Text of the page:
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Created by editor on May 8, 2008
Last updated: 09/15/12 at 06:54 PM
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Founded in 1994, The Stinger Report is an amusement and attractions industry Intelligence e-Newsletter. Created to supply information and commentary on the Out-of-Home (OOH) interactive entertainment sector. The newsletter is circulated internationally via email, rather than as a Blog. The service, along with its e-Newsletter, supplies information on the OOH sector to web sites and trade media.
Originally called the ''Water Cooler Report'' - referring to the sharing of gossip round the water-cooler in offices - the Stinger Report gained popularity as an occasional fax or email, until the late-90's it became a fully fledged e-newsletter.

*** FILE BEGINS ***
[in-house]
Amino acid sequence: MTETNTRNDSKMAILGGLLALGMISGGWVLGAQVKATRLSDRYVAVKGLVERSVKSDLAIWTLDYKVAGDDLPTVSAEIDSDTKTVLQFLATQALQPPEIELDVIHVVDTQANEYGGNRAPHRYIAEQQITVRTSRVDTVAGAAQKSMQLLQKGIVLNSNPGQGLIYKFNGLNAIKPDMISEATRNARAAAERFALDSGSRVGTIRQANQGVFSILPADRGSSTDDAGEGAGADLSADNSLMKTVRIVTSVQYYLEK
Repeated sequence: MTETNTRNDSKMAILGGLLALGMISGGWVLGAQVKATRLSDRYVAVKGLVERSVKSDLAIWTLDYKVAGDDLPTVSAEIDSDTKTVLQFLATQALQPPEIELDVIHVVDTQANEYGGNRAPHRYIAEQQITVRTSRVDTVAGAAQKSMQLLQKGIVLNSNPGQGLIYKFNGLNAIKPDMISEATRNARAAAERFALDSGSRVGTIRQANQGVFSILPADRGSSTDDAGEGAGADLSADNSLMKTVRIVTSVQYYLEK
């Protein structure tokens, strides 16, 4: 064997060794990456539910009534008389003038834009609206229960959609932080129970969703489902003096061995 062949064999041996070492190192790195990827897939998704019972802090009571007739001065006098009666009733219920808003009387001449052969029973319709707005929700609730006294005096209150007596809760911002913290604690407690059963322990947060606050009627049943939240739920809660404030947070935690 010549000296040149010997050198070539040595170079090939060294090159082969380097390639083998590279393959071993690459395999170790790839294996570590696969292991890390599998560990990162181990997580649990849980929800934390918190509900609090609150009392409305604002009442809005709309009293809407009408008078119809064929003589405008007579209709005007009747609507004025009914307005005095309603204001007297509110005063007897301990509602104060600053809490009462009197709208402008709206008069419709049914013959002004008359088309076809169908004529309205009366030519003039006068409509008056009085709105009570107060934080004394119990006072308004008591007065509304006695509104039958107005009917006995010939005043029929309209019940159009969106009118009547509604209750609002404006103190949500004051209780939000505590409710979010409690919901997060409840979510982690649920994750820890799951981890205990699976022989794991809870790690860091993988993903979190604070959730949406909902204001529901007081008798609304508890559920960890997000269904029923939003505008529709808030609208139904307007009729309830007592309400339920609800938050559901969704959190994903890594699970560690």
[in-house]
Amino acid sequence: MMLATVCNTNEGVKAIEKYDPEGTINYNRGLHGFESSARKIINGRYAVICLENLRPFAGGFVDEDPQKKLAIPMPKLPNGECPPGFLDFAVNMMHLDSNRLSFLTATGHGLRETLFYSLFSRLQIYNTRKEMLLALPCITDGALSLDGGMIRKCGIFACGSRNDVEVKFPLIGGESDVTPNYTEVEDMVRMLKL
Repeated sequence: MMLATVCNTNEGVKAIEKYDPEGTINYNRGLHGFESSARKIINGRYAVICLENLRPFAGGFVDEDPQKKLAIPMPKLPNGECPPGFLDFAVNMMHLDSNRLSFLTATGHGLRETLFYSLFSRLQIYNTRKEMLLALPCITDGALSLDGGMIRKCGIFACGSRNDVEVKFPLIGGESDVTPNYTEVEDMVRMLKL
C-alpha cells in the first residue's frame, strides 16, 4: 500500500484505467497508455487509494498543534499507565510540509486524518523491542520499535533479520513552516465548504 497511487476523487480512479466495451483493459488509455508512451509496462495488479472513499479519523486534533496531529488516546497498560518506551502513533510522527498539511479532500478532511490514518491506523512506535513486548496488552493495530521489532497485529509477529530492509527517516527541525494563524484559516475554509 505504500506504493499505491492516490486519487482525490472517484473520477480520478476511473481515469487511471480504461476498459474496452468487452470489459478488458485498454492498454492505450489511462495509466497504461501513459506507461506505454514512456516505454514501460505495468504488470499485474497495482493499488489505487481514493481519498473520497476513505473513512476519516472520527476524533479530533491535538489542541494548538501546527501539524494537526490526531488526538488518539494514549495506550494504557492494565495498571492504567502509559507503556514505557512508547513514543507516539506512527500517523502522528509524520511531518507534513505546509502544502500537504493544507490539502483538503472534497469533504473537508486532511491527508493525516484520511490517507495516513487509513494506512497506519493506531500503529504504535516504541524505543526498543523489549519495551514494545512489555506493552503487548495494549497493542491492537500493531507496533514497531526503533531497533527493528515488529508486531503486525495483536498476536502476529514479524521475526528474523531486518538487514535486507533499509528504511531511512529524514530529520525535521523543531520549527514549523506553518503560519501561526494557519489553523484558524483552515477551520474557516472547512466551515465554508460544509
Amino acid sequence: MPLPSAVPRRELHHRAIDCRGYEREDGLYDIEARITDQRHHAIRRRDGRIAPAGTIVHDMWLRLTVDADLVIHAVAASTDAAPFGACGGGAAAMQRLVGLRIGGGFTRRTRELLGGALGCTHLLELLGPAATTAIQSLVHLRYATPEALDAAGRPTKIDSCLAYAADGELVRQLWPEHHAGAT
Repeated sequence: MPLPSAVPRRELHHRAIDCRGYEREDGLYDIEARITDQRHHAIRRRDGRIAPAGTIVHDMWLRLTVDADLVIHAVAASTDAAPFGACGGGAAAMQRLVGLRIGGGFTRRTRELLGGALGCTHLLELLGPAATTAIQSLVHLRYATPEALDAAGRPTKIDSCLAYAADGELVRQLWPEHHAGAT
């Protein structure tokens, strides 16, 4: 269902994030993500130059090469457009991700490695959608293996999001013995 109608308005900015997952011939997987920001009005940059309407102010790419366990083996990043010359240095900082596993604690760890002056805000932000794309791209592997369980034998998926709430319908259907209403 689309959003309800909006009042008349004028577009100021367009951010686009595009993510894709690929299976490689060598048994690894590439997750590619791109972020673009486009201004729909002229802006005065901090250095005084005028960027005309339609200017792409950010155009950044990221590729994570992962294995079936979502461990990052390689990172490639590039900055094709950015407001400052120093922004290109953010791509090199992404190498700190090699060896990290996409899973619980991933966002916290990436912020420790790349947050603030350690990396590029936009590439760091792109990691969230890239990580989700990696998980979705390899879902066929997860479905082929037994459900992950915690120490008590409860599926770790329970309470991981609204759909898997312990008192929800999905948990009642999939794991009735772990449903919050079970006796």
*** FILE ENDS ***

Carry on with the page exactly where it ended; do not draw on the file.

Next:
Konami's plan to enter the amusement RPG sector with a revolutionary gaming and card storage system, under the then working title of "Monster Gate," was first revealed around the time of the AOU show, but this month has seen the official announcement of the game and the technology behind it. The plans are for a large database and interactive card system. It is clear that Konami sees Monster Gate as a Pokmon "beater." Using their player "Entry Card," priced at at 300 Yen, the player will be able to store the personality and the collected items of their character during the game. The game itself features a rudimentary graphical environment on a "Zelda quality," with the player able to travel through 40 different countries of the fictional world created by Konami's R&D team. The game offers two styles of play to appeal to the widest possible player demographic. The gamer chooses either the "fighting" or "exploration" element of the game. This decision will have the player searching across the countries for various magic spells and collectable items, or rushing from one battle to the next, amassing points. The game provides an opportunity to collect "Jewel Cards" that will prove that the player has completed a particular task, or that a level has been cleared. It is these cards (both Jewel and Entry) that hold the most secrets about the game. They will become a new currency of Japanese gaming life, with the whole game being designated as a "Medal Game" under the Konami Medal Game GM division. This alludes to the fact that collected cards will be redeemable for prizes (still to be named), though leaks have revealed that players will be able to win play credits, which would be designated as gambling outside of Japan. The player has to have an physical Entry Card to play, which stores the personal ID of the player as well as the particular route planned (Exploration or Fighting). The card will also allow the player to visit the web site and offer the chance for the player to monitor progress of other players (possibly joining leagues). A dedicated web site has been created, supported by successful RPG card company MEDAL MANGGANG. It is proposed by sources that Konami expects the cards to change hands and be more valuable than the Gold Set Pokmon cards, currently changing hands for hundreds of dollars in Japan. The possibility of money changing hands and even the betting on certain players opens up all kinds of interesting possibilities for the game. The game clearly borrows in play, look and feel from Nintendos classic Zelda, but the simplistic graphics of the game belay a vast universe of different areas, puzzles and buildings to locate, solve, conquer and defend, along with a number of secret locations to be opened on time release and by the accumulation of certain points. The game is played on a special kiosk system, players sitting at one of eight machine kiosks. Waiting players or visiting guests to the facility can watch the action taking place in real-time on a giant monitor that shows the global location and action in play. It would be naive to even consider the possibility of this style of game, or this gaming environment, making the transition across to the States or even Europe. Though Pokmon has made vast sums for Nintendo in Europe and America (if not all over the world), Konami will find it hard to apply this technology outside of their core market. Possibly strong interest from players at the GM web site from international sources could encourage Konami of America to attempt a test of the system. It is possible that this game in a American format could offer stiff competition to an audience weaned on Zelda, who would like to play this game, compared to the currently available touch-screen alternatives. It is expected that this technology will be dropped into Konami test sites by the end of the month, with its application not just in amusement sites but also in non-video amusement locations.